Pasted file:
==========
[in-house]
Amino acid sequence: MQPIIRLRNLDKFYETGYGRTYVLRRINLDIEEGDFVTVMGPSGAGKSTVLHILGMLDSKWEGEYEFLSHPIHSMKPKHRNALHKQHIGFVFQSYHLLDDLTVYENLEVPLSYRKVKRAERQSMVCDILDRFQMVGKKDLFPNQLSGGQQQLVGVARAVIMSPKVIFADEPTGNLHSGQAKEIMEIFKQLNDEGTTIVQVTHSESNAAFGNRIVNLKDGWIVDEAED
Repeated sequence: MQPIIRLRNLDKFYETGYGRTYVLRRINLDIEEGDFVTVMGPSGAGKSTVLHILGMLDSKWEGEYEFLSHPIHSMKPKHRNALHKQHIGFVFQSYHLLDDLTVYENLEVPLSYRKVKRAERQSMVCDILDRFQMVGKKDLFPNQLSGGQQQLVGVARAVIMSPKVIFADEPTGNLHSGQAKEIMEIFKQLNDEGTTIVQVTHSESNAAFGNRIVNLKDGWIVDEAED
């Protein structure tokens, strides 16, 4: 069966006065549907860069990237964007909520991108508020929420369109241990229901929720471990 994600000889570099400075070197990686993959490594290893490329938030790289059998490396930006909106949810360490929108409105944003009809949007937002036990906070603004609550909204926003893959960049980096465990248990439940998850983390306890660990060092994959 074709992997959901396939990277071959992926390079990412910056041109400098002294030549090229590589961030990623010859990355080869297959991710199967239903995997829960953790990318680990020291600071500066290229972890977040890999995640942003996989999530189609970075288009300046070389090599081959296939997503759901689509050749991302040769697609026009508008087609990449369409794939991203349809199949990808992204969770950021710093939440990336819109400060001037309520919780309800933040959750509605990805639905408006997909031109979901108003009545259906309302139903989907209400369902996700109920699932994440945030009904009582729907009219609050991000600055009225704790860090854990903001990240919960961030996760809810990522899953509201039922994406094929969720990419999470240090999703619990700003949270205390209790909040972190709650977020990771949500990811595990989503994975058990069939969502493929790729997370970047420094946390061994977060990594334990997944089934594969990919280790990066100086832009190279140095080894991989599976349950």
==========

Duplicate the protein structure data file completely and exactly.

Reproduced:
[in-house]
Amino acid sequence: MQPIIRLRNLDKFYETGYGRTYVLRRINLDIEEGDFVTVMGPSGAGKSTVLHILGMLDSKWEGEYEFLSHPIHSMKPKHRNALHKQHIGFVFQSYHLLDDLTVYENLEVPLSYRKVKRAERQSMVCDILDRFQMVGKKDLFPNQLSGGQQQLVGVARAVIMSPKVIFADEPTGNLHSGQAKEIMEIFKQLNDEGTTIVQVTHSESNAAFGNRIVNLKDGWIVDEAED
Repeated sequence: MQPIIRLRNLDKFYETGYGRTYVLRRINLDIEEGDFVTVMGPSGAGKSTVLHILGMLDSKWEGEYEFLSHPIHSMKPKHRNALHKQHIGFVFQSYHLLDDLTVYENLEVPLSYRKVKRAERQSMVCDILDRFQMVGKKDLFPNQLSGGQQQLVGVARAVIMSPKVIFADEPTGNLHSGQAKEIMEIFKQLNDEGTTIVQVTHSESNAAFGNRIVNLKDGWIVDEAED
């Protein structure tokens, strides 16, 4: 069966006065549907860069990237964007909520991108508020929420369109241990229901929720471990 994600000889570099400075070197990686993959490594290893490329938030790289059998490396930006909106949810360490929108409105944003009809949007937002036990906070603004609550909204926003893959960049980096465990248990439940998850983390306890660990060092994959 074709992997959901396939990277071959992926390079990412910056041109400098002294030549090229590589961030990623010859990355080869297959991710199967239903995997829960953790990318680990020291600071500066290229972890977040890999995640942003996989999530189609970075288009300046070389090599081959296939997503759901689509050749991302040769697609026009508008087609990449369409794939991203349809199949990808992204969770950021710093939440990336819109400060001037309520919780309800933040959750509605990805639905408006997909031109979901108003009545259906309302139903989907209400369902996700109920699932994440945030009904009582729907009219609050991000600055009225704790860090854990903001990240919960961030996760809810990522899953509201039922994406094929969720990419999470240090999703619990700003949270205390209790909040972190709650977020990771949500990811595990989503994975058990069939969502493929790729997370970047420094946390061994977060990594334990997944089934594969990919280790990066100086832009190279140095080894991989599976349950």